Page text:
Date of Award


Degree Type


Degree Name

Doctor of Philosophy



Major Professor

Janis Appier

Committee Members

George White, Jr., G. Kurt Piehler


The purpose of this study was to examine the historical roots of America's contemporary fascination with firearms. America's gun cultures reached new heights in the era after World War II due to a renewed focus on the family and national heritage and a growing preoccupation with defending traditional gender roles. In addition, the research reveals that America does not have a monolithic gun culture. Instead, multiple subcultures that flourished in the Cold War era, including one stemming from childhood play, one among recreational gunners and sport hunters, and one that flourished as a result of civil and military defense efforts. The dissertation begins in 1945 with the return of the veterans and concludes with the assassination of President John F. Kennedy. This era is a critical moment in the development of the nation's gun cultures because it is the last period in which guns receive relatively no criticism and enjoy minimal state or federal regulation. The tragic death of President John F. Kennedy, however, becomes a catalyst for the rise of anti-gun campaigns and signals the end of the last "golden age" for guns. Historians have only studied firearms in relation to the Second Amendment and violence. Unfortunately, studying guns only in the context of the Constitution and aggression has shed little light on America's various gun cultures. Moreover, the story of firearms is not entirely one of violence, particularly in the era immediately following World War Il. Looking at firearm cultures only through this lens distorts America's relationship with guns and this project seeks to evaluate American gun cultures with a new perspective.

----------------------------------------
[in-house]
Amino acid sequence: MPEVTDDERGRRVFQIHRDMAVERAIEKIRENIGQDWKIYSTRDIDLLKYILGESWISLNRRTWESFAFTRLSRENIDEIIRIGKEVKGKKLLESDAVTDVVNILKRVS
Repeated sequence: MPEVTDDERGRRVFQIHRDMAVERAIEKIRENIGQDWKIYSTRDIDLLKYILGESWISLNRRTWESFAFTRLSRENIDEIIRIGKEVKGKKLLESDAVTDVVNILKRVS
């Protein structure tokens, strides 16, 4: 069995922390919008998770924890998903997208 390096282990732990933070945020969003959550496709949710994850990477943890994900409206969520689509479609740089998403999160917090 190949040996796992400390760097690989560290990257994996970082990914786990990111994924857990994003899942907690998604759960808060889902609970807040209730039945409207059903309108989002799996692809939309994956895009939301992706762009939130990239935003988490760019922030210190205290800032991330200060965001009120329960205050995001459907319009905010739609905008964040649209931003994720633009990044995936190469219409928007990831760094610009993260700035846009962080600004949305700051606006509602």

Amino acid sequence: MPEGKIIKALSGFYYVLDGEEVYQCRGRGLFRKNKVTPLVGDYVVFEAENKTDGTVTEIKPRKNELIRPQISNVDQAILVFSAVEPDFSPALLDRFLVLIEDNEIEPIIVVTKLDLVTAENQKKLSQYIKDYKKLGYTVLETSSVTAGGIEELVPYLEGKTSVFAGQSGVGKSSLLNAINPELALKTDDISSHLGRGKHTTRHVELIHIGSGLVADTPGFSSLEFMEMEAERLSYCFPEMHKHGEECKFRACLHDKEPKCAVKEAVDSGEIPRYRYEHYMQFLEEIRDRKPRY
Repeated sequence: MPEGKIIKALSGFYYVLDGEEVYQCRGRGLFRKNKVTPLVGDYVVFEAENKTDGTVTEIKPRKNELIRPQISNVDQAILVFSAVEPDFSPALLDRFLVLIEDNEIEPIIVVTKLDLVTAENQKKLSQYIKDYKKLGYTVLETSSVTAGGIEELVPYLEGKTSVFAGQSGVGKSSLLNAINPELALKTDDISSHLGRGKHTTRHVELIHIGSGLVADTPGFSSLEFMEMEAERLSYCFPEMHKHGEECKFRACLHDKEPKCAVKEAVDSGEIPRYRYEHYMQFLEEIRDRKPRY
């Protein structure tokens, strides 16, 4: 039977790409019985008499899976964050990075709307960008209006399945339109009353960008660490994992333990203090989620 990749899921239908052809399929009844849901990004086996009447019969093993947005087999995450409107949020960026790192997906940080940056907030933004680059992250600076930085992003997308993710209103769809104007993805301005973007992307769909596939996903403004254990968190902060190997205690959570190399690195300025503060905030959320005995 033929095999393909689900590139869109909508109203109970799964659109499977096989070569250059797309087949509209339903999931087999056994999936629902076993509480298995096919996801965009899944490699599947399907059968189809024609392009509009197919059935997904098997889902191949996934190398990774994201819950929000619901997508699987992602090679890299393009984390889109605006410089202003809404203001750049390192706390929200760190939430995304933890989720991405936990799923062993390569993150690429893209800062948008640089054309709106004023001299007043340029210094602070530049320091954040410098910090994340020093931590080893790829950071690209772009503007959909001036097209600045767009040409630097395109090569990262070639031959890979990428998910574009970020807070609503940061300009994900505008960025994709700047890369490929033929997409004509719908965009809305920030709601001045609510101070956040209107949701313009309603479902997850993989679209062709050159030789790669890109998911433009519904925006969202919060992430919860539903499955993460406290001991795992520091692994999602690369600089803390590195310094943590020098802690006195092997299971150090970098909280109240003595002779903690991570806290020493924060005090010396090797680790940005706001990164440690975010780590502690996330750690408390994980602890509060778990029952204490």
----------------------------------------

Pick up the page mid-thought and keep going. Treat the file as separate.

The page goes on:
Files over 3MB may be slow to open. For best results, right-click and select "save as..."

Included in

History Commons